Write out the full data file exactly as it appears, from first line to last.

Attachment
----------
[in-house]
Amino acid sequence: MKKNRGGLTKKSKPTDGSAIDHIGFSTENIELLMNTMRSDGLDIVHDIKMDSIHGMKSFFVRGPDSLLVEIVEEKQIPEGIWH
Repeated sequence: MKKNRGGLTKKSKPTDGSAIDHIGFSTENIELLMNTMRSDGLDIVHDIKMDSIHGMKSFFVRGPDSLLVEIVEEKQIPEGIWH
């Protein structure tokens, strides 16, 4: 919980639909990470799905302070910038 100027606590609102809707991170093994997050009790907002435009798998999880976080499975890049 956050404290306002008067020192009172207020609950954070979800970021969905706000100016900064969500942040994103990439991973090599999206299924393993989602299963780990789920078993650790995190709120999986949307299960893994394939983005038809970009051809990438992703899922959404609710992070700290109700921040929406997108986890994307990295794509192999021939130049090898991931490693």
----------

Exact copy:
[in-house]
Amino acid sequence: MKKNRGGLTKKSKPTDGSAIDHIGFSTENIELLMNTMRSDGLDIVHDIKMDSIHGMKSFFVRGPDSLLVEIVEEKQIPEGIWH
Repeated sequence: MKKNRGGLTKKSKPTDGSAIDHIGFSTENIELLMNTMRSDGLDIVHDIKMDSIHGMKSFFVRGPDSLLVEIVEEKQIPEGIWH
């Protein structure tokens, strides 16, 4: 919980639909990470799905302070910038 100027606590609102809707991170093994997050009790907002435009798998999880976080499975890049 956050404290306002008067020192009172207020609950954070979800970021969905706000100016900064969500942040994103990439991973090599999206299924393993989602299963780990789920078993650790995190709120999986949307299960893994394939983005038809970009051809990438992703899922959404609710992070700290109700921040929406997108986890994307990295794509192999021939130049090898991931490693």